A report from the International Monetary fund, released today, said that "a protracted adjustment period" lies ahead in the wake of the financial problems created by the collapse of the U.S. subprime mortgage market. From the press statement:
... the GFSR [Global Financial Stablity Report] said the period ahead may still be difficult as bouts of turbulence are likely to recur and the adjustment process will take time. "Credit conditions may not normalize soon, and some of the practices that have developed in the structured credit markets will have to change," it stated.
The full report is available here; an executive summary is available here. At the core of the analysis lies in what the IMF characterizes as a funding mismatch. From the executive summary:
The threat to financial stability increased as the uncertainty became manifest in the money markets that provide short-term financing (especially commercial paper markets). At the center of the turmoil is a funding mismatch whereby medium-term, illiquid, and hard-to value assets, such as structured credit securities, were being funded by very short-term money market securities—often asset-backed commercial paper.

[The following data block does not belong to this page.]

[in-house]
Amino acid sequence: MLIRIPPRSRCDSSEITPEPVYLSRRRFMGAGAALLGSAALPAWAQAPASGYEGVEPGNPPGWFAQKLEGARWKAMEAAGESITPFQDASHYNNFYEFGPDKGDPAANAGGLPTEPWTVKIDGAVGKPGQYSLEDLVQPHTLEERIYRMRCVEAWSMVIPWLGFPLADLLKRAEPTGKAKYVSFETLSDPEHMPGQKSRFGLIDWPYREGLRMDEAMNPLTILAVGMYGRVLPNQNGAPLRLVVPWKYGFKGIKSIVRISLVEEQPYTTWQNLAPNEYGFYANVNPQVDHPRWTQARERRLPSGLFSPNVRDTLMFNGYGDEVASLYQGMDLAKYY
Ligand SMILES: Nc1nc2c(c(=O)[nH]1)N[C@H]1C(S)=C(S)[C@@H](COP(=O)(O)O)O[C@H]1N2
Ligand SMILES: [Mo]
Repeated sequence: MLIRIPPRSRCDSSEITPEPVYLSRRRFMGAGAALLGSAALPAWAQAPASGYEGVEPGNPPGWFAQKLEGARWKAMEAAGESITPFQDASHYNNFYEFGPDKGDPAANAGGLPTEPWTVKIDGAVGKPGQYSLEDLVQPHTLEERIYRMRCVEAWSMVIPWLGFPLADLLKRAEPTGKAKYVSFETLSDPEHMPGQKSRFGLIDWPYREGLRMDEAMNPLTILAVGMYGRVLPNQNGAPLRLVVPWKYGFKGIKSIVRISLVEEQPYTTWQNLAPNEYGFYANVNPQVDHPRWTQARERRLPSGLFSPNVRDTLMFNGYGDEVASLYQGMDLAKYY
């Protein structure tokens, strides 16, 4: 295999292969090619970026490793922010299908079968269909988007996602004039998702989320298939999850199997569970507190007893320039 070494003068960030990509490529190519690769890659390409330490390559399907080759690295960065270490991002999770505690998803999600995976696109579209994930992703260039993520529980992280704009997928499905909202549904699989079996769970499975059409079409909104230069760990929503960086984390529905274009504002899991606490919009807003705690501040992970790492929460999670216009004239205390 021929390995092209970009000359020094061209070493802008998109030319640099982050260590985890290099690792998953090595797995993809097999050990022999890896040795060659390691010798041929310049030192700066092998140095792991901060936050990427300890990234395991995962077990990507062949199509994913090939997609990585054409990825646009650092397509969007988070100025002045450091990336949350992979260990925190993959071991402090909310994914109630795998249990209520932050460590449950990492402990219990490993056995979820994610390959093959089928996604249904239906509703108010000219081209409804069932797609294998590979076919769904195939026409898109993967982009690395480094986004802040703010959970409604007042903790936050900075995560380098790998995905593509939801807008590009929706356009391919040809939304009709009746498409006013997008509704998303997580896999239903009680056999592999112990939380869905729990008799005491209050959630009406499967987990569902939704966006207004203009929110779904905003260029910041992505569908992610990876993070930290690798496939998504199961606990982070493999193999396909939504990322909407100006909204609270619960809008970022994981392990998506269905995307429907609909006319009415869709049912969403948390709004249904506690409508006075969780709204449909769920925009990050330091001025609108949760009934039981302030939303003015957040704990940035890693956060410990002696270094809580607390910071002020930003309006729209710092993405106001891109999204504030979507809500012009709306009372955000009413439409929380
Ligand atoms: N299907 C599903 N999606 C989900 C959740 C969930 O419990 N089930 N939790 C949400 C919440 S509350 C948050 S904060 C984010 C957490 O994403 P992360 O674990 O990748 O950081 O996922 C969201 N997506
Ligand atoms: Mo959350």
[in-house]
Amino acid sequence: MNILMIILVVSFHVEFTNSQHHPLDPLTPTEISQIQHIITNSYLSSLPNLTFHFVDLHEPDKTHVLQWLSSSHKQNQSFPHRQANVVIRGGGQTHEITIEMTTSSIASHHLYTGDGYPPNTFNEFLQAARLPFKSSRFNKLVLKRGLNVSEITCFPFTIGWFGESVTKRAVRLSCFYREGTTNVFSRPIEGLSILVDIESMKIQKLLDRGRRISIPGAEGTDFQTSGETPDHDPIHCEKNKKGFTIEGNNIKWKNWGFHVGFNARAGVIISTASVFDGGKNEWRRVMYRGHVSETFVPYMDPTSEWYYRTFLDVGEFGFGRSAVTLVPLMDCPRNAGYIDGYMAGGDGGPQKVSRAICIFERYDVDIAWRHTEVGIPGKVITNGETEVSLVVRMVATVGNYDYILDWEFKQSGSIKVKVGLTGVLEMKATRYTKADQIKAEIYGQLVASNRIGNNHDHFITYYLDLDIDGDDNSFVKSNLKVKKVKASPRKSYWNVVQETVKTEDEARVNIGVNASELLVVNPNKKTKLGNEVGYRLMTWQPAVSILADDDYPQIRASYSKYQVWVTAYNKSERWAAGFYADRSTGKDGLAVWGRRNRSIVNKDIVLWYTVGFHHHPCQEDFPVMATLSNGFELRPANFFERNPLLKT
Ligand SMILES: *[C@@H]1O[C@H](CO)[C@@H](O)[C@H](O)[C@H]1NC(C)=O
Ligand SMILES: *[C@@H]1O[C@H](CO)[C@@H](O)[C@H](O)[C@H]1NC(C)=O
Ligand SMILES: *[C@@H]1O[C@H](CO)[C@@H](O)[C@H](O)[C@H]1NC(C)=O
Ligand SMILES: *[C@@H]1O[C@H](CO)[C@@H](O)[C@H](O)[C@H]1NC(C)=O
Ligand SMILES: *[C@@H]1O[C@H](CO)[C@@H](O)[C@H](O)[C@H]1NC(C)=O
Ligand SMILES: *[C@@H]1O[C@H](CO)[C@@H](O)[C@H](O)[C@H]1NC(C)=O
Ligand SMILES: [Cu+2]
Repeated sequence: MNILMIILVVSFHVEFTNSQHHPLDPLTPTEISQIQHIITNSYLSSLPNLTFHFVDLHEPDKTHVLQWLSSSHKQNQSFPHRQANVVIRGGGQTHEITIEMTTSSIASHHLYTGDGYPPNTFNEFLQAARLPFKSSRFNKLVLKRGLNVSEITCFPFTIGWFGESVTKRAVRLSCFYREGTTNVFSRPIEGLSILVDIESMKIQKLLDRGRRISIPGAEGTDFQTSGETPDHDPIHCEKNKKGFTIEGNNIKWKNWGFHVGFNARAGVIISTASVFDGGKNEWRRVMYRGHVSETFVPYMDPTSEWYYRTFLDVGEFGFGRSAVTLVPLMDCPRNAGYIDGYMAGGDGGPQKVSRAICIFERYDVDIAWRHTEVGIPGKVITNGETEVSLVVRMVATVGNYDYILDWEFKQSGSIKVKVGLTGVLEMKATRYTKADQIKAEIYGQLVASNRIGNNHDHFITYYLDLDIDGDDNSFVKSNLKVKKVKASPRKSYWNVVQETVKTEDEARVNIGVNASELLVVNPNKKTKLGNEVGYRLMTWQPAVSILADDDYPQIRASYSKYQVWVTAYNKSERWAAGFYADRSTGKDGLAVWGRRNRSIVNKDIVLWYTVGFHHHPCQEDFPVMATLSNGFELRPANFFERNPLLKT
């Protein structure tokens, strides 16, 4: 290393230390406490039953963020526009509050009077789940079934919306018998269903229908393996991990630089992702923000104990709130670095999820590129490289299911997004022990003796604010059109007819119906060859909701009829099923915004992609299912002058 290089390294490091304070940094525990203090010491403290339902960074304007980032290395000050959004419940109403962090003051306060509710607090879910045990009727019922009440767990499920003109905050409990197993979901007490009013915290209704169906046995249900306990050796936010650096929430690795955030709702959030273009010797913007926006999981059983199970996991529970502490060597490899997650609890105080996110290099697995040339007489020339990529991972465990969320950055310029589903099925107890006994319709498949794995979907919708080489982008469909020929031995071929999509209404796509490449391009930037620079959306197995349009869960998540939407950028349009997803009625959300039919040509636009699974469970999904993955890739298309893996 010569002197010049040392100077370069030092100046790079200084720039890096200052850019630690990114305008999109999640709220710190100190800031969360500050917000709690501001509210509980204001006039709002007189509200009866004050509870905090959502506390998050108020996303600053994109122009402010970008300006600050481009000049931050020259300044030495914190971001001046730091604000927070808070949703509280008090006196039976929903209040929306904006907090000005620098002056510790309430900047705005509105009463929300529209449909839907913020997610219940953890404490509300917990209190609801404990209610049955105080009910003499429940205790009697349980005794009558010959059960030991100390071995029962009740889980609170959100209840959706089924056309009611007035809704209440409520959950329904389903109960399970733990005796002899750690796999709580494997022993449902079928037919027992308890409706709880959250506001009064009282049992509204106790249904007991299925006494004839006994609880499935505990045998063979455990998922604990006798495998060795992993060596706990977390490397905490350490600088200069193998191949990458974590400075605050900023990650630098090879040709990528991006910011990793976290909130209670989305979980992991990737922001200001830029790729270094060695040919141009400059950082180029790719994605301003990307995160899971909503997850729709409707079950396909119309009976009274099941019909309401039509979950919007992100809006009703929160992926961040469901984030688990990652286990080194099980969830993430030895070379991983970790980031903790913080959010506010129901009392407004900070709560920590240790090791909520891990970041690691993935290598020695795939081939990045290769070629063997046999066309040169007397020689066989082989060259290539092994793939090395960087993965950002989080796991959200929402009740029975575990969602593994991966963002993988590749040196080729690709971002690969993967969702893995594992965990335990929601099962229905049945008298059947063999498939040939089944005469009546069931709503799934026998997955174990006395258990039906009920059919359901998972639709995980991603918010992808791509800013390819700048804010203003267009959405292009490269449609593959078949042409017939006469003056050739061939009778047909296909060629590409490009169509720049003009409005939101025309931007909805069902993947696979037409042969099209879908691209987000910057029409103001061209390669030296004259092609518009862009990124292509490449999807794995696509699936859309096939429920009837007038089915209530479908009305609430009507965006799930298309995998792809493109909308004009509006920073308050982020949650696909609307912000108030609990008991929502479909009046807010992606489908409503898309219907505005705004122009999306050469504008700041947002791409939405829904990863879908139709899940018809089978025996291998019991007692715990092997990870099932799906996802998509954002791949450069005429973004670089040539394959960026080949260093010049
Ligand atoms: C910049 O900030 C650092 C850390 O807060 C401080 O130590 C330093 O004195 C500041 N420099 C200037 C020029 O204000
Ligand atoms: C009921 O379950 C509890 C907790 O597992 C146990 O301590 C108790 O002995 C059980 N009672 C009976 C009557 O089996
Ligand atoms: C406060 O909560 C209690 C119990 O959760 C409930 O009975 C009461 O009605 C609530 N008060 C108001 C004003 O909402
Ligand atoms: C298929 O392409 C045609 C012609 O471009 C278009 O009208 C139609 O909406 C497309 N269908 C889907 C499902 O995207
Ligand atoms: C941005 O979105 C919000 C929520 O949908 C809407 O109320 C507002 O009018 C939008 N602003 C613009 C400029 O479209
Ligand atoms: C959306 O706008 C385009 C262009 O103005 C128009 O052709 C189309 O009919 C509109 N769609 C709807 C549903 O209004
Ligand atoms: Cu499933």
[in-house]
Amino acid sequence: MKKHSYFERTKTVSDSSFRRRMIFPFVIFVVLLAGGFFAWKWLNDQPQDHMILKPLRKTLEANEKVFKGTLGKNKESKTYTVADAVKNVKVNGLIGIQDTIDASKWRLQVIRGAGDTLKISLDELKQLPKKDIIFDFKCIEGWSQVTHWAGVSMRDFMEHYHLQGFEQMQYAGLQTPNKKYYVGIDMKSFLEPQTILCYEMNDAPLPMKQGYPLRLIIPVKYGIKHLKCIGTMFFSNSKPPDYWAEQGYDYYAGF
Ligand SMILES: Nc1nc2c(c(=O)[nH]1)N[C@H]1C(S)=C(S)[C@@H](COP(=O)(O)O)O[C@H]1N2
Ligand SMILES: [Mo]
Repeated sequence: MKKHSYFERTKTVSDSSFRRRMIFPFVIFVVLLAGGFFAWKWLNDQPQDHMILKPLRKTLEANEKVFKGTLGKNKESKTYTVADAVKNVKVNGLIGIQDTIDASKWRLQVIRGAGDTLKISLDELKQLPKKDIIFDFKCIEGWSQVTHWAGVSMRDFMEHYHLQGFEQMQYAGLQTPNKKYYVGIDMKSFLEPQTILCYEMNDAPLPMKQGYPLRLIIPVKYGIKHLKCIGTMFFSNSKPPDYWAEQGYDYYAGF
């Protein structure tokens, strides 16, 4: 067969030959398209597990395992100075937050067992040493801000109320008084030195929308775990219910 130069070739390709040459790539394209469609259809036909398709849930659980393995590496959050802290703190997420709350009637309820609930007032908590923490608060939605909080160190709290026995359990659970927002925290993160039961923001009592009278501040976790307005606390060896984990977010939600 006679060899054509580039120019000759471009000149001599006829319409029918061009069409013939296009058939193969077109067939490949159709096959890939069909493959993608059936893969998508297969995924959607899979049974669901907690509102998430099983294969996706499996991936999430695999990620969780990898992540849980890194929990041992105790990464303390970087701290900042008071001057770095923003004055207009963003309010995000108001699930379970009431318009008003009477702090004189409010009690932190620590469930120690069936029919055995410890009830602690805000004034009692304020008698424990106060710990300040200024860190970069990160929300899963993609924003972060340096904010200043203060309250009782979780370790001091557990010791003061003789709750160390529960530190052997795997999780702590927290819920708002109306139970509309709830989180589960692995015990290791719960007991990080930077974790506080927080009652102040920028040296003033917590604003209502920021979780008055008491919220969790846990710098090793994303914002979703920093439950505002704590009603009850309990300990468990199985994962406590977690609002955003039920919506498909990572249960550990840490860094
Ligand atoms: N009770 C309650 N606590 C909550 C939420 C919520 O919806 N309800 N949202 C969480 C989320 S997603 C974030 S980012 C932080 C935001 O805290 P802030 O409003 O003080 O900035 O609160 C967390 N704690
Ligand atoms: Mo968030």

I think another core issue here is the very securities themselves -- the nature of many mortgage-backed securities and derivatives is opaque, meaning they can mask off-balance sheet and contingent liabilities. But it's a game that can only go on for so long, as we've seen numerous times this year alone. How the financial markets address the problem of billions of dollars worth of such securities now serving as the "ghost in the financial machine" will determine where we go next. And I just don't have the feeling yet that we've really seen so-called mark-to-market activity yet.